An affluent Toronto suburb is seeing prices drop, and it’s worth taking note. The Oakville-Milton area is west of Toronto, and is one of the most densely populated areas in Canada. Recently prices have been soaring in line with the city, but according to the Canadian Real Estate Association (CREA) there was a major shift in May. Last month the Oakville-Milton region saw the largest single month price drop in almost 9 years.
Who Cares About The Burbs?
I know, right? But there’s actually a really good reason to watch suburban prices if you’re trying to understand urban prices. In a scorching hot market like Toronto, anything you can drive to becomes a speculative play. When the market cools, professional real estate investors don’t just go to a beach and come back when the market starts to warm up again. Instead they do a flight to quality, which is often called a “Main and Main” strategy.
A Main and Main strategy is when they stop investment in the suburbs, and look for property in the most important districts (i.e. the intersection of two main streets). Consequently, price drops in the suburbs can be a first indicator of a changing urban market. In case you’re wondering why investors would buy anything at peak, it’s because it becomes one of the very few opportunities to nab strategic locations.
Composite Prices Dropped The Most In Almost 9 Years
The composite price of homes in the Oakville-Milton area showed a big month over month decline. The benchmark price fell to $760,100, a 3.09% decline from the month prior. This is the largest monthly decline since December 2008. This comes alongside declining sales, which dropped 43% from the same time last year. Prices are still up bigly from the same time last year, about 23.93%. Not even close to a real estate correction, but the large price drop is something to keep an eye on.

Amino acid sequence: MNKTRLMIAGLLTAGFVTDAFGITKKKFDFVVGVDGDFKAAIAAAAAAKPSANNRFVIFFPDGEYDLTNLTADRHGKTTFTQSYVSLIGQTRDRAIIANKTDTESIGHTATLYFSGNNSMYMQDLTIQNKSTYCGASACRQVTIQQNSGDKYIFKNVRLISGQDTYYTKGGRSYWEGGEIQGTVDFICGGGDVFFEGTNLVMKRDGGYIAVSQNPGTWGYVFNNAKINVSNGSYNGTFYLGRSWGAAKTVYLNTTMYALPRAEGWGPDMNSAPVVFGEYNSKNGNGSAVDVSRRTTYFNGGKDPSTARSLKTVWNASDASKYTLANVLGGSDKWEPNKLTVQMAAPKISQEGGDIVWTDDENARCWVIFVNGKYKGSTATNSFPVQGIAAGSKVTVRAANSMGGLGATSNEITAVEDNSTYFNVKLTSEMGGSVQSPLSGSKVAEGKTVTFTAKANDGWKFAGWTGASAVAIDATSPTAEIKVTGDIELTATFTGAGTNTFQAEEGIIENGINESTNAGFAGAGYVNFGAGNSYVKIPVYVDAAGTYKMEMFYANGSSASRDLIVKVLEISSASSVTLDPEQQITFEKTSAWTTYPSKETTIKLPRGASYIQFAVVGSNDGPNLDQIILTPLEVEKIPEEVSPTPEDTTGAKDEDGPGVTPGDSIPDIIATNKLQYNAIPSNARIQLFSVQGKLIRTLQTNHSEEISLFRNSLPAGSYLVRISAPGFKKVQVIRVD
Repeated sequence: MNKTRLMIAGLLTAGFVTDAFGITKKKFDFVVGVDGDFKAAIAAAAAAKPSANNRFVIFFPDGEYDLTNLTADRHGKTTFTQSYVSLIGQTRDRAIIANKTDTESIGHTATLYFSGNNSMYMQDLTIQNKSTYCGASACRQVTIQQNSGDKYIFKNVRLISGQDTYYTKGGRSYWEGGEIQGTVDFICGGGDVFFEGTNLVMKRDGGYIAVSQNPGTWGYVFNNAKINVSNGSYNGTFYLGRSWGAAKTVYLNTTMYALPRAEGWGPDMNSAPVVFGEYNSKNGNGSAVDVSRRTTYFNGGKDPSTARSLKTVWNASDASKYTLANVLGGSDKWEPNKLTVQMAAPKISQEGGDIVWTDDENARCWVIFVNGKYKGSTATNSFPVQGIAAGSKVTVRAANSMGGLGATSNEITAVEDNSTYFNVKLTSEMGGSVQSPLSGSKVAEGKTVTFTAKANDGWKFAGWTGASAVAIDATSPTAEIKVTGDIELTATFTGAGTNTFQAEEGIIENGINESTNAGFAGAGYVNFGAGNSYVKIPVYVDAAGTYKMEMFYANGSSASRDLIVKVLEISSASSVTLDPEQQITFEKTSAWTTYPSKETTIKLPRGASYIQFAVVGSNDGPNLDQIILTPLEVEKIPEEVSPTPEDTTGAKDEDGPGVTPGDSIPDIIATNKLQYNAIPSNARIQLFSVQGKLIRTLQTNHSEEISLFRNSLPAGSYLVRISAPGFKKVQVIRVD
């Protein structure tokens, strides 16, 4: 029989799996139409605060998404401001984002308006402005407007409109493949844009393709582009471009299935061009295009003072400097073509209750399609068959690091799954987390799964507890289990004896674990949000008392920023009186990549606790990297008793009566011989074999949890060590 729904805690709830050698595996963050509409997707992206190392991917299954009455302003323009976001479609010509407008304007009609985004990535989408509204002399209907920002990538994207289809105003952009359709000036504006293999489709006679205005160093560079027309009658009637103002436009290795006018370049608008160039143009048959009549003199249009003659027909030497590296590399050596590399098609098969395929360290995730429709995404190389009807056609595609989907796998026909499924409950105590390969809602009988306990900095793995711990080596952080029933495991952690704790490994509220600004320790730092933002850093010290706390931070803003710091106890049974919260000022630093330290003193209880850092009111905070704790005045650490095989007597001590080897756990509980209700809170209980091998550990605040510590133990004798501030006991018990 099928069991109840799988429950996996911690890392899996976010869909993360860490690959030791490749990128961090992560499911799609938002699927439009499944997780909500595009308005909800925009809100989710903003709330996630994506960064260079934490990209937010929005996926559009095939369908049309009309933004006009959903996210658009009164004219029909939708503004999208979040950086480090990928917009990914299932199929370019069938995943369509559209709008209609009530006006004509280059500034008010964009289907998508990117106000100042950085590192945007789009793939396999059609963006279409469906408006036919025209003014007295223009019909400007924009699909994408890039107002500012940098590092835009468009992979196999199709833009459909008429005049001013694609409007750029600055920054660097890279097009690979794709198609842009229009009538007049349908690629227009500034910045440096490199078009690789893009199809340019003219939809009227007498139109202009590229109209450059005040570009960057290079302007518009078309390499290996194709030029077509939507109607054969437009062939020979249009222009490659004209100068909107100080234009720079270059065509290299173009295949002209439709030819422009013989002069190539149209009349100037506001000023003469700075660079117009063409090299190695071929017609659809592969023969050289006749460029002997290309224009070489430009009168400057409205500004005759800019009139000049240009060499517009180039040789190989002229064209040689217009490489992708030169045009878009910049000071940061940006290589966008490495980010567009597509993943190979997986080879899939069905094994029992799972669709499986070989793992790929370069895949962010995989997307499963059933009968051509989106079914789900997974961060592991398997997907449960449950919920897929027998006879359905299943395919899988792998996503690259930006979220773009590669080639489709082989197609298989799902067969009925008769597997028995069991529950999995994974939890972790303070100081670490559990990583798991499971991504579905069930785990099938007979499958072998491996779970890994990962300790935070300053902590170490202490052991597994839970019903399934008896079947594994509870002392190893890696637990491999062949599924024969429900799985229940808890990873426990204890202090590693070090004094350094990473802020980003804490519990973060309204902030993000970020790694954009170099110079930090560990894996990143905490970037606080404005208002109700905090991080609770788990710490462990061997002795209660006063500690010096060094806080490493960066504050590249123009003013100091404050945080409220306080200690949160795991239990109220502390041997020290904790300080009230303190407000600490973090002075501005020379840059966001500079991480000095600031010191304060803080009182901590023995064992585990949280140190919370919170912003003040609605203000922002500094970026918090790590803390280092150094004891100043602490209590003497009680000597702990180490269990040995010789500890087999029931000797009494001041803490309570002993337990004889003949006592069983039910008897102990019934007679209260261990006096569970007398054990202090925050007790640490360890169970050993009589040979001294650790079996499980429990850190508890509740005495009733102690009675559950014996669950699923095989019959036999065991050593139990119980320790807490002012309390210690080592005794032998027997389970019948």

Detached Homes Drop 4.73%
The detached market showed the largest declines. The benchmark detached fell to $817,800, a 4.73% decrease from the month prior. Detached prices are still 21.2% higher from the same time last year, so most buyers didn’t exactly lose any money. Worth mentioning that over 77% of detached homes sold last month were over $1 million. We said affluent, didn’t we?
Condo Apartments Rise 5.8%
Condos actually had a big month for price increases, bucking the trend. The benchmark price rose to $463,100, a 5.8% increase from the month prior. This represents a 35% rise from the same month last year. While you may not think of Oakville as a condo rich suburb, the rise in density is making it an increasingly popular option.
One month isn’t a trend, but it’s worth keeping an eye on the burbs to see if they send up early signs of a change in market direction. Maybe there’s still a ton of buyers stuck in traffic on their way there?
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Photo of Oakville’s traffic via Martin Cathrae.